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How Early is too Early for School?

Parents are ultimately the decision-makers, and one of the most important decisions parents will make in their lifetime is; when should my child start going to school?

According to the Centre on the Developing Child at Harvard University, 90 per cent of a child’s brain development happens before the age of five. This is a period of time many refers to as the Golden Age of child development. During this early development of the brain, when it is at its most malleable, most brain functions of memory, learning, attention, stress response, and emotion are being moulded. Children need the right stimulation to achieve their developmental milestones, which a great early childhood education can provide.

Early Childhood Education

Early Childhood education matters, and it has been proven that the earlier you invest in a child’s education, the higher the return. According to The Organisation for Economic Co-operation and Development (OECD), Early Childhood Education and Care has a significant economic and social payoff.

Many experts, including Nobel-prize winner economist James Heckman, have shown how early learning is a good investment because it provides the foundation for further learning.  This is also what HighScope Educational Research Foundation’s founder, David F. Weikart, has proven with the Perry Preschool Project, a research study seeking the answer to whether access to high-quality education could have a positive impact on preschool children and the communities where they live.

“90 per cent of a child’s brain development happens before the age of five” – Harvard Centre on the Developing Child

Knowing the importance of high-quality early childhood education, the next question would be: what enables a school to provide a high-quality early childhood education? What factors should one consider in choosing a school for their toddlers?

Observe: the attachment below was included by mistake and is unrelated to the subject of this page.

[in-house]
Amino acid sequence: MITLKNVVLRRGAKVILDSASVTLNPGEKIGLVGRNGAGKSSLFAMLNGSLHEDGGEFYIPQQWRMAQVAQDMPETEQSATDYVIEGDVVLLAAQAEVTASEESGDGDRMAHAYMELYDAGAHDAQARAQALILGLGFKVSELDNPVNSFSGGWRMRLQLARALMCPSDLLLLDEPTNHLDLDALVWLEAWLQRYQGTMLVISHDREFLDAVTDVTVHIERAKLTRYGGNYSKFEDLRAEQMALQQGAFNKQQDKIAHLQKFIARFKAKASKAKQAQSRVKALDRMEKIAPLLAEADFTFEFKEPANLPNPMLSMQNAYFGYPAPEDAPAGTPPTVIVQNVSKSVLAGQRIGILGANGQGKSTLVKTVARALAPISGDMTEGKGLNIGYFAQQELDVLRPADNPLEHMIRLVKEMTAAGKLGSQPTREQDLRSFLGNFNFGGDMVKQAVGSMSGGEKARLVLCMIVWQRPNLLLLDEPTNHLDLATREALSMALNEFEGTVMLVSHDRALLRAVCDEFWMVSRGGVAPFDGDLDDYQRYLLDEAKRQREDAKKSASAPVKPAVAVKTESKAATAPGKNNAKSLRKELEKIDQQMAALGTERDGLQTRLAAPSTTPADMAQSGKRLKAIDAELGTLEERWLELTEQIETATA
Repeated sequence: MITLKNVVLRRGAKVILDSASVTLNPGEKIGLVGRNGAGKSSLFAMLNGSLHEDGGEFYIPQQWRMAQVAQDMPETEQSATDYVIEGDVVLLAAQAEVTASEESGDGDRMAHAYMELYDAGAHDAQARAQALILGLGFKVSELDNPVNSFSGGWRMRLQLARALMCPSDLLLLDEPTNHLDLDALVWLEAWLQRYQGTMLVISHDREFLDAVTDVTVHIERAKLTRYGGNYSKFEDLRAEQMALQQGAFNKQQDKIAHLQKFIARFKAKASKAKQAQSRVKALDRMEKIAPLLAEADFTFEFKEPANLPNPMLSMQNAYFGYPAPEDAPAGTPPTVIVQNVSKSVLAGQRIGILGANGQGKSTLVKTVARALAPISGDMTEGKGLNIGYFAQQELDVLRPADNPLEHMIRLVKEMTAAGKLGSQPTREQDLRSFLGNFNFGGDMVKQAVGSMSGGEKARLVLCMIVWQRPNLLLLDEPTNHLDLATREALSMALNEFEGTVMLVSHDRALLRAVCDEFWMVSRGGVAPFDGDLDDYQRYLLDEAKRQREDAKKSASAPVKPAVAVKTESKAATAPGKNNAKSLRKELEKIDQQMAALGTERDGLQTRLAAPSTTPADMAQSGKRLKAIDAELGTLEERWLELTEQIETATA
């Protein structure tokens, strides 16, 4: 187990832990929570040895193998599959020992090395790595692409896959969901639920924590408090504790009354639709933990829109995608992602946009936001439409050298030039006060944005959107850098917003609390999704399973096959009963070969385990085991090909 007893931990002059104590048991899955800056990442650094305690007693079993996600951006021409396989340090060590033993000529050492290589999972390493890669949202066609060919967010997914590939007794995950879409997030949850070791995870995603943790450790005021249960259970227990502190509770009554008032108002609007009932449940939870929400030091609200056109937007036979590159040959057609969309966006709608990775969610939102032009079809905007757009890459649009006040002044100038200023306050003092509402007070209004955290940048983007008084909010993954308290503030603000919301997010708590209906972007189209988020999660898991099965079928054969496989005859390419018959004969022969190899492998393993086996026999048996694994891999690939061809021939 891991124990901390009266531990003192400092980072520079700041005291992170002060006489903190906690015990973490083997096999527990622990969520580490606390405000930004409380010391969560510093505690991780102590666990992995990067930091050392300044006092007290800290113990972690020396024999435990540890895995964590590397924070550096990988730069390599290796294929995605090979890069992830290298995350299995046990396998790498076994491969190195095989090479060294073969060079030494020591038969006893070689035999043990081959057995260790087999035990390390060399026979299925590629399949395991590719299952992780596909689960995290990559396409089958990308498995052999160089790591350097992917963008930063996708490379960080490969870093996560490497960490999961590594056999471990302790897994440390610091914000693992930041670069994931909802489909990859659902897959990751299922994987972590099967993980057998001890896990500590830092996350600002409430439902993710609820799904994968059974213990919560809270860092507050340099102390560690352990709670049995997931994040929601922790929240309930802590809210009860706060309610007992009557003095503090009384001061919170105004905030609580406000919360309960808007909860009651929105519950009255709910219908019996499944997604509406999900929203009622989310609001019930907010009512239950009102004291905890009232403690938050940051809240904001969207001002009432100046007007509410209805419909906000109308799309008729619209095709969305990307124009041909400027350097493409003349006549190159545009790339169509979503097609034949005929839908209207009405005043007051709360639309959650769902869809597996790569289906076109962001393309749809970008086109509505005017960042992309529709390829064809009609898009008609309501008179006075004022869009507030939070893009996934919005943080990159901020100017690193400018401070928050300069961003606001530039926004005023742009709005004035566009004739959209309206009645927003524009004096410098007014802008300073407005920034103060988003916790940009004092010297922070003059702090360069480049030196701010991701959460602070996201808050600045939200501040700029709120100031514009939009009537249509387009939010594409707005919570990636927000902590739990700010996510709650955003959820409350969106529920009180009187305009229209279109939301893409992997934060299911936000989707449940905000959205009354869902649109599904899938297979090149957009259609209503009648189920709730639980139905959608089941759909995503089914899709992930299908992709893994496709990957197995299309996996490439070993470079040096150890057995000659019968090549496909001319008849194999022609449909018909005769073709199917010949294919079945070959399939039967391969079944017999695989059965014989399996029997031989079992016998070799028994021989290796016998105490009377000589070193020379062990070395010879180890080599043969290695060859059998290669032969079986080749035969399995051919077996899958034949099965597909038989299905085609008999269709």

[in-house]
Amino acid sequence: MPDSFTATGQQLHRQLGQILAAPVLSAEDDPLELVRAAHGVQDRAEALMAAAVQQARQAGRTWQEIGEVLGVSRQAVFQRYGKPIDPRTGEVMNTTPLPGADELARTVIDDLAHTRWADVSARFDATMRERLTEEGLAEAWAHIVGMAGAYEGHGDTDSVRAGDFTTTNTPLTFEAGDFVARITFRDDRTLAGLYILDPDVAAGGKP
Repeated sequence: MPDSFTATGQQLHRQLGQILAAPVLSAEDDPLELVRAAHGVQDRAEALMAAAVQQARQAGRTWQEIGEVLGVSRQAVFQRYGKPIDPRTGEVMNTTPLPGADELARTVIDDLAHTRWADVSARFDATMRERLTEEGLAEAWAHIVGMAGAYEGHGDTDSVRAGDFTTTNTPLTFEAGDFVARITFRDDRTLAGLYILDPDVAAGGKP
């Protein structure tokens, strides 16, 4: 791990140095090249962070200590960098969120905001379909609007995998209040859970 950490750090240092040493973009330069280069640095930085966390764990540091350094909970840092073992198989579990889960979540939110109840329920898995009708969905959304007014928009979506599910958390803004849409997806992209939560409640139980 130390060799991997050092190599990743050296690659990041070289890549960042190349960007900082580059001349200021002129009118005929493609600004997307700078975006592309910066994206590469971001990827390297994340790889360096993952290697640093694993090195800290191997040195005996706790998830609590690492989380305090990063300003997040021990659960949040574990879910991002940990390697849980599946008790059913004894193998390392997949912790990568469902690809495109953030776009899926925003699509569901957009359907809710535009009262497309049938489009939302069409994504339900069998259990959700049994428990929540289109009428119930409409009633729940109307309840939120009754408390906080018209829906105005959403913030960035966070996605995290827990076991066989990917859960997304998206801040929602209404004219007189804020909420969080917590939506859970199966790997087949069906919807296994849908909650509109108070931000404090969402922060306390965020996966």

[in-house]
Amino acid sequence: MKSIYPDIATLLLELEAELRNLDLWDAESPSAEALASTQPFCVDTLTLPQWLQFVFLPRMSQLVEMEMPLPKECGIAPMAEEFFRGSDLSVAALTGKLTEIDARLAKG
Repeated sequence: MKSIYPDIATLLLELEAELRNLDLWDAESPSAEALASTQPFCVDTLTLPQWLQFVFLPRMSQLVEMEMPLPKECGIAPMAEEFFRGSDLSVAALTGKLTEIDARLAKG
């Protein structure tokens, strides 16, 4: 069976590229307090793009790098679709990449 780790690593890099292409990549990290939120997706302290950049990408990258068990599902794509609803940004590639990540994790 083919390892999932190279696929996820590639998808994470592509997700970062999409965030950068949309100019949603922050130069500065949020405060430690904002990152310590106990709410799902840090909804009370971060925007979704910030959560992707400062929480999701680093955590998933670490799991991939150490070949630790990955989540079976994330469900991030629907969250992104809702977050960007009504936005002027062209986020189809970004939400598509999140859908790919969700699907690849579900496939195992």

According to the National Association for the Education of Young Children (NAEYC), there are several factors to consider; the most important being having a curriculum with active participatory learning and adequate teacher training.

Proper monitoring and supervision of teachers by the school is also a must, this also ensures appropriate evaluation procedures of the children are being enacted. Parents’ involvement as partners for their child’s education is held in high regard, a home-school collaboration for the development of the whole child. Not forgetting things such as being attentive to the non-academic needs of children and proper teacher-student ratio.

All families are different in their own ways, but they all want the same thing, to give the best for their child. However, it is important to note that every child is unique.  In HighScope Indonesia, we believe that a school should do what’s best for the children, not for the parents nor the school themselves.

HighScope Indonesia’s Founder and CEO, Antarina SF Amir likes to say, “Children will do it (things) when they are ready for it.” Learning is a journey, not a race, and early childhood education is the right way to start a life-long process of continuous learning. HighScope Indonesia is redesigning the world by changing the way children learn. As children move forward to further learning in elementary, middle, and high school, we hold this belief to be true.

See: A Guide to Afterschool Activities in Jakarta

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